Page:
Lie on a flat bench with your feet flat on the ground, beyond shoulder width and legs bent at about a 90-degree angle. The bar should not be in your sightline when it is racked. If it is, you risk bumping the rack with the bar when pressing the weight up.
Keep a slight arch in your lower back to maintain the natural curve of your spine.
Keep your glutes tightly contracted; press your shoulders and glutes into the bench.
Grip the bar slightly beyond shoulder width.
Wrap your thumbs around the bar to prevent your wrists from flexing too much, which could decrease both force production traveling through your forearms and your overall bench-press strength. Squeeze the bar as hard as possible to transfer force from your chest, shoulder and triceps to the bar.
Your starting position: Lift the bar off the rack so it's over your upper chest. Squeeze your scapulae together while lowering the bar. This will help stabilize your shoulder girdle and recruit your lats to help push up the weight.
In order to increase the pressure in your chest and abdominal cavity, take a big breath and hold it as you lower the weight.
Lower the bar slowly—a count of two seconds down will suffice—to nipple level or lower.
Make sure that your arms form an L in the bottom position when the bar reaches your chest.
Dig your shoulders into the bench and heels into the floor before pushing the weight up. (Imagine pushing the floor away from you with your feet.) Drive with your legs as you push the bar to transfer more force to your upper body. Keep your butt on the bench.
Press the bar as straight up as possible, trying to "rip the bar apart" by pulling your arms outward without changing your grip. Your upper arms should form a 45- to 60-degree angle to your torso as you lower the weight and press it up.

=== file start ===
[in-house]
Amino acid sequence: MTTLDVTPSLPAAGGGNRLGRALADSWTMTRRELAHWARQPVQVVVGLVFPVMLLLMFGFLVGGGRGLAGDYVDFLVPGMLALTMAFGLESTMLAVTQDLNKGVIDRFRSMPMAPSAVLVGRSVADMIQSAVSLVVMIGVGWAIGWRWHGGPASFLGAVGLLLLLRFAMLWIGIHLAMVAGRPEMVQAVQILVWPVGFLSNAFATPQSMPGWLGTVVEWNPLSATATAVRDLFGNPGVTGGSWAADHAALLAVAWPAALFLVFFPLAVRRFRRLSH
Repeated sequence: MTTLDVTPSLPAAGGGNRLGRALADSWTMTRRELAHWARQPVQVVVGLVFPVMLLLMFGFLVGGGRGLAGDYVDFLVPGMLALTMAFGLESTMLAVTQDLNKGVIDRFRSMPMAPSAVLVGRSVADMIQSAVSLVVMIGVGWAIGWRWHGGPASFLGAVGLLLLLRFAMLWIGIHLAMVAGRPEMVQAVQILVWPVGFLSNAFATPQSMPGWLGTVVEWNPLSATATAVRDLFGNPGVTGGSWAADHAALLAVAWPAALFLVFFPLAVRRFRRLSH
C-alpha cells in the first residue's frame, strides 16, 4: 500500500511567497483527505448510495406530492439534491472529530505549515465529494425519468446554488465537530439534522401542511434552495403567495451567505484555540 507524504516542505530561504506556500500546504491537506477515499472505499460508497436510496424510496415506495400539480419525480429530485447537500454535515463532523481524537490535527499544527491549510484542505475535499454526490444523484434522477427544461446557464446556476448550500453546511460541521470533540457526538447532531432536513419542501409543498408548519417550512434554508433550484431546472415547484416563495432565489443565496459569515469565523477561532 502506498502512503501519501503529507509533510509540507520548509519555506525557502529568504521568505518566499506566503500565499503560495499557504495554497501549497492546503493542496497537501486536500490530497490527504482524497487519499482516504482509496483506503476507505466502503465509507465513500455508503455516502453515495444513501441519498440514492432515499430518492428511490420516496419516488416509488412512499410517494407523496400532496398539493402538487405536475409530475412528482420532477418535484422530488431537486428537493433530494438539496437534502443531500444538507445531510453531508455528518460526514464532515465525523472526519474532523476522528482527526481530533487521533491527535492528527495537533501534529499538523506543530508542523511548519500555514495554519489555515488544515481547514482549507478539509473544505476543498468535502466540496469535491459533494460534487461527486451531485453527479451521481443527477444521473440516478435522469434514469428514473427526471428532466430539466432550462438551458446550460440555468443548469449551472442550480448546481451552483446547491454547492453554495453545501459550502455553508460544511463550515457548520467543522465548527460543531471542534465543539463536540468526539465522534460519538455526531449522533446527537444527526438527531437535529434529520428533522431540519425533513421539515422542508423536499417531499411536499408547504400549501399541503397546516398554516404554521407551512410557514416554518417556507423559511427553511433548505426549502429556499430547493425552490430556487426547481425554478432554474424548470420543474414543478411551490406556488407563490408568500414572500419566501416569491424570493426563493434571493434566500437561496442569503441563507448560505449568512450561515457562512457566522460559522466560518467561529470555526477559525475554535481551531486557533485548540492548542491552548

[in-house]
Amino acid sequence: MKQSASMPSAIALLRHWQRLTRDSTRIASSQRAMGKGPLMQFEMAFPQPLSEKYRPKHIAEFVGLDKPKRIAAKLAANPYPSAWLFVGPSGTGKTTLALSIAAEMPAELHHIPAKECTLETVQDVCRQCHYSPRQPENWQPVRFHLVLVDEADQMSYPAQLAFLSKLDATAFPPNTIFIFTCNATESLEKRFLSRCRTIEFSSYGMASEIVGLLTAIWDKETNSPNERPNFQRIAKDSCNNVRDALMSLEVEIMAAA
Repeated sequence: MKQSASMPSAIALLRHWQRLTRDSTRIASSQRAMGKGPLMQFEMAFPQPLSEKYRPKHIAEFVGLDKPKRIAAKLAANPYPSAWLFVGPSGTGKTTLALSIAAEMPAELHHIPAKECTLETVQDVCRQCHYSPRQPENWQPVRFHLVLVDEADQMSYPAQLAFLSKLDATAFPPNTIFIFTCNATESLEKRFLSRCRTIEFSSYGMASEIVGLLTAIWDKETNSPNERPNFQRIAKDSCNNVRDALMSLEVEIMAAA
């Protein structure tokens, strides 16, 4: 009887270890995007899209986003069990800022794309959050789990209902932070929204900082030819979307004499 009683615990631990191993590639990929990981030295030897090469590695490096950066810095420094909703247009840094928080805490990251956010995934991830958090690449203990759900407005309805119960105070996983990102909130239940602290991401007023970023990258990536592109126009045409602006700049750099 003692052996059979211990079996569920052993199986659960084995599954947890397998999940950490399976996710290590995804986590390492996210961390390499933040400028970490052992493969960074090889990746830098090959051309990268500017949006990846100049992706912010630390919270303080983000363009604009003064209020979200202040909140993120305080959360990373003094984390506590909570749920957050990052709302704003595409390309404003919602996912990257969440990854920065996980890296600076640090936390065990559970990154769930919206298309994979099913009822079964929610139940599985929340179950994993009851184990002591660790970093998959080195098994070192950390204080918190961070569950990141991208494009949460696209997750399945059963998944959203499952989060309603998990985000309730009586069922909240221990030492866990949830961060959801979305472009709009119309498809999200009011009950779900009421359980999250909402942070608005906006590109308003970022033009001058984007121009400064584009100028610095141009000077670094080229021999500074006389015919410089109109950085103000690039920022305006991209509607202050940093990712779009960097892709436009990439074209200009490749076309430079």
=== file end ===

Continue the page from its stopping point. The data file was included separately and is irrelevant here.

Exhale after passing the most difficult stage of the lift or after you reach the top position.
Raise The Dead Checklist
Stand over the barbell so that your shins are touching the bar.
Your feet should be about shoulder-width apart or less.
Your toes should point straight forward or slightly out (25 degrees at most).
Squat down to a position that is similar to the bottom position of a squat. However, the thighs will be slightly higher than parallel. Most of your weight should be on your heels to maximize the contribution of the hams and glutes.
Always use a staggered, or mixed, grip—one hand using an underhand grip and the other using an overhand grip—for maximal strength and minimal slippage.
Your arms should hang straight down and just outside of your thighs.
Your upper body should lean slightly forward at about a 45-degree angle to the floor.
Your shoulder blades should be tightly pulled together throughout the entire exercise.
Maintain the natural arch in your lower back.
Isometrically contract your entire body and exert a small measure of upward force on the bar before pulling it from the floor.
Keep your abs pulled in tightly and contracted throughout the lift.
The head should remain in a straight line with the back. To do this, pick a point on the floor about five or six feet ahead of you and focus on that point.
Take a deep breath in and hold it as you prepare to ascend.
As you stand up with the weight, imagine pushing the floor away from you with your feet.
Your hips and shoulders should ascend together. Do not let your glutes lead the movement.
During the ascent, the bar should travel along the front of the shins and legs.
When you reach full extension of the knees, hips, and back, you've hit the finish point.
In the finish position, the front of your shoulders should be behind the front part of the hips.
Exhale as you reach the top position.
Only allow a slight "tap" of the weights to the floor before beginning your next rep.
This is a five-day split that you can do on any of the five days of the week that fit your schedule. Just be sure to do them in the order listed regardless of the day of the week. Below is a sample schedule using a five-on, two-off scheme.